Opposition legislator Mark Vanterpool has posited that laws should be implemented to force the government to build the territory’s financial reserves by saving a certain amount every year, despite the financial constraints that may exist.
Where there are deficits, Vanterpool said the government should borrow loans to run these gaps. He said this is a smart, fiscal strategy used by many within the business community.
“There’s a method that many business people [and] many rich people use. You save your money and spend other people’s money. How do you become resilient and independent is that you save your money and spend other people’s money. We need to think about that statement I just made. I put this proposal to the previous government of which I was a part and I’m putting it again to this government — save and borrow,” Vanterpool expressed in the December 4 sitting of the House of Assembly.
Less reliance on UK
He added that building the territory’s reserves is one way to become economically independent and less reliant on the UK government under normal circumstances and in times of crises.
“The days when we were collecting three to four hundred million, we should have been putting aside more of that money and borrowing more to accomplish our infrastructural development. We need to be able to some day wake up and see half a billion dollars sitting in an investment account so that nobody can tell us that we can’t run our own affairs. I’m not talking about Social Security money because that’s not the government’s, that’s the people’s trust money.”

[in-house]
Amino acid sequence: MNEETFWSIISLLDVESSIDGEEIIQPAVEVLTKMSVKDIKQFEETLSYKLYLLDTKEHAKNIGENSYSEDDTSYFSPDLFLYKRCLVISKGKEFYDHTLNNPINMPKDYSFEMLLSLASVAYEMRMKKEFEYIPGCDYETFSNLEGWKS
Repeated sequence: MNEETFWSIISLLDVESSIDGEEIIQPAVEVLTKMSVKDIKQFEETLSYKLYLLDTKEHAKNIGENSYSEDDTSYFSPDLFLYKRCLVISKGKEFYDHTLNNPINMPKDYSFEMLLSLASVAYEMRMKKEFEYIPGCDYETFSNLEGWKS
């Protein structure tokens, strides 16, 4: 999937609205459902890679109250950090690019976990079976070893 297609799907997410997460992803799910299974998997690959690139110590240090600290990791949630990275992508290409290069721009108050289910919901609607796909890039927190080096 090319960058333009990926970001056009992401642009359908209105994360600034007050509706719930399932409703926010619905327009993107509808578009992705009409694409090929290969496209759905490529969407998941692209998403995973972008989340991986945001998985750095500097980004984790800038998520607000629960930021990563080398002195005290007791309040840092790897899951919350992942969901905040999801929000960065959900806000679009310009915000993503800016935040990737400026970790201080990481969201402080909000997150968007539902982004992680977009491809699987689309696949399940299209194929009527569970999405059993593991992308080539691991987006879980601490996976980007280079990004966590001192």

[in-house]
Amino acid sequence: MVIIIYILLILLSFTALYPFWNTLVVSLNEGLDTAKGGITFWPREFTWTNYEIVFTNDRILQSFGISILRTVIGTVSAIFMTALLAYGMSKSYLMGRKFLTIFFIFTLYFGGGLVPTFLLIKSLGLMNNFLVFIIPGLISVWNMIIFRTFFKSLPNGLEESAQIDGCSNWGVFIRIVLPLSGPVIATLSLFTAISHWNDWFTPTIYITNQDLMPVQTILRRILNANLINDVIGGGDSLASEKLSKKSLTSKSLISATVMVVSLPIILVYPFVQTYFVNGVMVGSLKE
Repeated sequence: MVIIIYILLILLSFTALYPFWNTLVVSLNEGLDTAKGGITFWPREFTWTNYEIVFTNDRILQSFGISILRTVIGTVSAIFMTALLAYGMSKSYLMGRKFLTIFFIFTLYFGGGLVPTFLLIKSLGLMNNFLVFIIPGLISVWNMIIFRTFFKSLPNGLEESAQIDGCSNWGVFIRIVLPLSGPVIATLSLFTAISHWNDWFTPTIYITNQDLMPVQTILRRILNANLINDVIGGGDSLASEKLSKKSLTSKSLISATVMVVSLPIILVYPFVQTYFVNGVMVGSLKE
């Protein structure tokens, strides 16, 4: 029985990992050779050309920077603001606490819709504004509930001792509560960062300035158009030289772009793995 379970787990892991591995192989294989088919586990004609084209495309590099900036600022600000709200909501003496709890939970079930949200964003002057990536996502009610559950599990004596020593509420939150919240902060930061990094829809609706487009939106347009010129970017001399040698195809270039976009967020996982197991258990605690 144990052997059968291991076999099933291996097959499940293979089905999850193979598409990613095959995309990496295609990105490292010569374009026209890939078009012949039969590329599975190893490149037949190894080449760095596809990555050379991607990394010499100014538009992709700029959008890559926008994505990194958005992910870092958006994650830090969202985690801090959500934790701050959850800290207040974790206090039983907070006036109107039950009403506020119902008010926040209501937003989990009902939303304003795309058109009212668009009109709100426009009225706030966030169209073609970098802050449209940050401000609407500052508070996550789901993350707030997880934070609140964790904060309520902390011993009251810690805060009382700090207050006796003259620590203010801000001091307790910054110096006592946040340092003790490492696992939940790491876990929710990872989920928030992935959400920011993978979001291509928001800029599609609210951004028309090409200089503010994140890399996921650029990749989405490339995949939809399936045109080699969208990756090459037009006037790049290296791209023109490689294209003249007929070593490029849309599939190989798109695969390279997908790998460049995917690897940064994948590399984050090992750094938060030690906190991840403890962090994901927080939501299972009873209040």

“I’m talking about the government, every year, putting aside 20 25 million dollars regardless of how difficult it is, make the sacrifice. Twenty years from now, we could have half a billion dollars sitting in some investment fund that you can then tell the United Kingdom. ‘I have economic independence’,” Vanterpool explained.
The BVI government borrows from various sources to run its economy and expects to get some and $14 million in loans to fill the 2021 budget.
The government has further allocated $12,495,400 towards the repayment of debt.
And despite moving into the third year since the United Kingdom offered to become a loan guarantor to the British Virgin Islands, Premier Andrew Fahie said he is optimistic the people of the territory will still benefit from the offer.
The Premier said the conditions of the UK’s £300 million loan guarantee offer is still being negotiated.
“I can’t say anything about the plan going forward because we are very optimistic that we would be able to work out the areas of concern in the terminology with the conditions because most of them have already been,” Premier Fahie said.
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